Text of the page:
DOI: 10.1177/13624806231189266 ISSN: 1362-4806

Risk, political security and extra-judicial penality under Xi

Enshen Li
  • Law
  • Sociology and Political Science
  • Pathology and Forensic Medicine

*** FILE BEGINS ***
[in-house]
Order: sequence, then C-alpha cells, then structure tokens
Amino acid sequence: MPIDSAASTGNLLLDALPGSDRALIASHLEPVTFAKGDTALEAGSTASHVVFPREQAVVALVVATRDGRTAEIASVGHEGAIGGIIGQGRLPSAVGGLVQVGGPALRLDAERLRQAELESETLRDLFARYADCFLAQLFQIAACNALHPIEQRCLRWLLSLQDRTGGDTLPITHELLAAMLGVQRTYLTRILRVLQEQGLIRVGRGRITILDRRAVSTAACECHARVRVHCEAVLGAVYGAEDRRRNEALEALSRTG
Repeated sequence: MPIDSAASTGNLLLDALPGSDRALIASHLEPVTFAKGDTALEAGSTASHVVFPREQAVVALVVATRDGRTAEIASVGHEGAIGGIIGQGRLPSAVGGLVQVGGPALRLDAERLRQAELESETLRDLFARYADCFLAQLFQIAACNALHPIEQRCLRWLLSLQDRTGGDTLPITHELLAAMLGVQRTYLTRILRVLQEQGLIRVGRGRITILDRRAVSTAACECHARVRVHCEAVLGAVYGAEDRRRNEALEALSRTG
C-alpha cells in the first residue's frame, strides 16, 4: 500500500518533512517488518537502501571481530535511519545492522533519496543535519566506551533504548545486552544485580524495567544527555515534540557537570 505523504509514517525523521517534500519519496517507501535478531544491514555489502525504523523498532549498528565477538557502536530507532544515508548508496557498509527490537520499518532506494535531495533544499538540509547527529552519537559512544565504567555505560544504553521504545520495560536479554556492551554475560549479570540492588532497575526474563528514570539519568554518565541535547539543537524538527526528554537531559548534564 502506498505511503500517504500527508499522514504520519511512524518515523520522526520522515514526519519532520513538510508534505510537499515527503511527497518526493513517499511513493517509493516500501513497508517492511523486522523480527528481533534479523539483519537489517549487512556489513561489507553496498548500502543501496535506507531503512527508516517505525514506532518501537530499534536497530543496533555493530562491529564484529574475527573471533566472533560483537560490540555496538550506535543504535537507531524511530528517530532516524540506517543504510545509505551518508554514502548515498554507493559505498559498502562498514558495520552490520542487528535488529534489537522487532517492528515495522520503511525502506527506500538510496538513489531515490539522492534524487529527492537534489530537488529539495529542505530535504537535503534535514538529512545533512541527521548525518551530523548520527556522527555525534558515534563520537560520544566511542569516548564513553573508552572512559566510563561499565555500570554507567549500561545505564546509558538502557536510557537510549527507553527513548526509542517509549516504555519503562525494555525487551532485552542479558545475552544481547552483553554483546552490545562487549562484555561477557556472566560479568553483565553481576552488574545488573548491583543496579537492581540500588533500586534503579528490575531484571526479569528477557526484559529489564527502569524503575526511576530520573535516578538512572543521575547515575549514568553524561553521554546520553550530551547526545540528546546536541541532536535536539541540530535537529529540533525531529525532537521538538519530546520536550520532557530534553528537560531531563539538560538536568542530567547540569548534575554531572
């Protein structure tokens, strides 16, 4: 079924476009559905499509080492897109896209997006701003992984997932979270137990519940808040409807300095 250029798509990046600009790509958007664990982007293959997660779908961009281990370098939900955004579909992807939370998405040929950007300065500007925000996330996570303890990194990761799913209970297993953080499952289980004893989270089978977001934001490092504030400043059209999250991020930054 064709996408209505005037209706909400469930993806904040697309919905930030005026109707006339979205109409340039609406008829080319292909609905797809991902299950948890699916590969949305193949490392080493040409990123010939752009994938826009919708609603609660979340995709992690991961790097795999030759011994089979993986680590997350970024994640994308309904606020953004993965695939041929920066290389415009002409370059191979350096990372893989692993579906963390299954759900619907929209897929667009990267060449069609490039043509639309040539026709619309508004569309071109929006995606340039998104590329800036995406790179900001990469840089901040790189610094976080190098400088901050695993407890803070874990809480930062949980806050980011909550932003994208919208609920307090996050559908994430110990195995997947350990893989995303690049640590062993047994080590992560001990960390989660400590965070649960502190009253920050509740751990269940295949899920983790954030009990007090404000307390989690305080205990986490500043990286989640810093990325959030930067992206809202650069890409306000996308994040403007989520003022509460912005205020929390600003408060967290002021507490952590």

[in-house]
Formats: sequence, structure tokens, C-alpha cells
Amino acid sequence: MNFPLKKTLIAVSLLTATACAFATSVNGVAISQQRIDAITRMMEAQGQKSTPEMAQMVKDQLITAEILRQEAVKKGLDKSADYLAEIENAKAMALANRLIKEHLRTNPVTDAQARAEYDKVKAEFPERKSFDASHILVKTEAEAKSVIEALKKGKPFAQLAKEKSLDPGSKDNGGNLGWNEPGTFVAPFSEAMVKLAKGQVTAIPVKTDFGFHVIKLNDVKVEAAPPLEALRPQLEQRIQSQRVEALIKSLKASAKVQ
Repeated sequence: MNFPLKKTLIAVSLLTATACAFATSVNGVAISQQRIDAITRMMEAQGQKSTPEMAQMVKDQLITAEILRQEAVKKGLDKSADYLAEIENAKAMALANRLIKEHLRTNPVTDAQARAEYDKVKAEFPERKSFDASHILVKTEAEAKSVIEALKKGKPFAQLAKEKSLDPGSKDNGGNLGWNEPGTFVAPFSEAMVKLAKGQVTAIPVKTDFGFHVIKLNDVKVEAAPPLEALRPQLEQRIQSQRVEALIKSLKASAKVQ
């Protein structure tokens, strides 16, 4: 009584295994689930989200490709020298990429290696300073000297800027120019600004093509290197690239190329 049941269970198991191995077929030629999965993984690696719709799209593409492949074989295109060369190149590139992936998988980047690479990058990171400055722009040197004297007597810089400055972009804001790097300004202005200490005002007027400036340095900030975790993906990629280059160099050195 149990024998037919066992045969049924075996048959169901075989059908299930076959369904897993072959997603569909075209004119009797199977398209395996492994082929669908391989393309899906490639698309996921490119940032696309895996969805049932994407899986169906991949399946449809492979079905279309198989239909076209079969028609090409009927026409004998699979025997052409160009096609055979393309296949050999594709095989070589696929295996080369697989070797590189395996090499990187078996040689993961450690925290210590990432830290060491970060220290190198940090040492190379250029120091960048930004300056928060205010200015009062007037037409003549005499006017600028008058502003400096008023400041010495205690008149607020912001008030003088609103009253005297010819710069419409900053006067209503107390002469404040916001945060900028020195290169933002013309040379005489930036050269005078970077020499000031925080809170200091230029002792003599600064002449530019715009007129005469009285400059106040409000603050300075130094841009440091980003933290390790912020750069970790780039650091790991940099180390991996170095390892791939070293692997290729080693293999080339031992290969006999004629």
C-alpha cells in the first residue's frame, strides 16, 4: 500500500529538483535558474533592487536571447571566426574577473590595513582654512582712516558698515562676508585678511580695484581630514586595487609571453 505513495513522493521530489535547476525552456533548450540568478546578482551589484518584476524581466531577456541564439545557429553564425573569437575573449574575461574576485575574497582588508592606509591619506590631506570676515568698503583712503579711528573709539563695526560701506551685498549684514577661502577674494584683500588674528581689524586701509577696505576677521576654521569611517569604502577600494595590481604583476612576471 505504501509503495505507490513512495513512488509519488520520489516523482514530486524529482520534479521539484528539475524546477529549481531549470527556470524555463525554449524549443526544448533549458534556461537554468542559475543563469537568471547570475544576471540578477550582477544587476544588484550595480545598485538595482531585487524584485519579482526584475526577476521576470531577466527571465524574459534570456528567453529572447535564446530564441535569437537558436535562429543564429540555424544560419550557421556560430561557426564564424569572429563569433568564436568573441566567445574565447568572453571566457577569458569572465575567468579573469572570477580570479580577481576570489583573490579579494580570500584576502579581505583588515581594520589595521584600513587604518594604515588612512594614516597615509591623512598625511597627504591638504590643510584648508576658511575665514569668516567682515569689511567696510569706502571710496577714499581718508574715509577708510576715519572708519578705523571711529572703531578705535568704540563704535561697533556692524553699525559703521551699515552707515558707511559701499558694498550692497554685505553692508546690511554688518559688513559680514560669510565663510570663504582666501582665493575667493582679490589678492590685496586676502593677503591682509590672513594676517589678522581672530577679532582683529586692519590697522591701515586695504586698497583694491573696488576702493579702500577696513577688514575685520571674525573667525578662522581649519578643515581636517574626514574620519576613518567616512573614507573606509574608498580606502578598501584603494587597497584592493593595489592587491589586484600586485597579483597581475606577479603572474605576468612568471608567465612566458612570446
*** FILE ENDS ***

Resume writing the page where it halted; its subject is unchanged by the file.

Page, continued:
In authoritarian regimes, risk tends to be politically positioned to reflect the ruling party's interests, needs and priorities. In this article, I focus on the People's Republic of China (China) as a case study to isolate the issue of risk, and more specifically, analyse why risk is framed as a political tenet, what becomes the evidence of such risk, and how it relates to the country's legal approach to maintaining political stability in the Xi Jinping era. This article critically scrutinizes the latest political dynamics and police practices to argue that China has formulated an extra-judicial penal jurisprudence through what I call ‘forward-leaning’ policing (前倾式警务) against those who are perceived to present a threat of political harm. By using data on 2226 cyber-dissident cases during 2014–2021, my analysis points to this ‘warrior style’ policing being an intensified application of coercive police actions, which is heavily weighted towards incarceration as the main approach to addressing political dissent, especially through administrative detention. In doing so, the judicial process that traditionally determines conviction and sentencing is either circumvented or reduced to symbolic significance.

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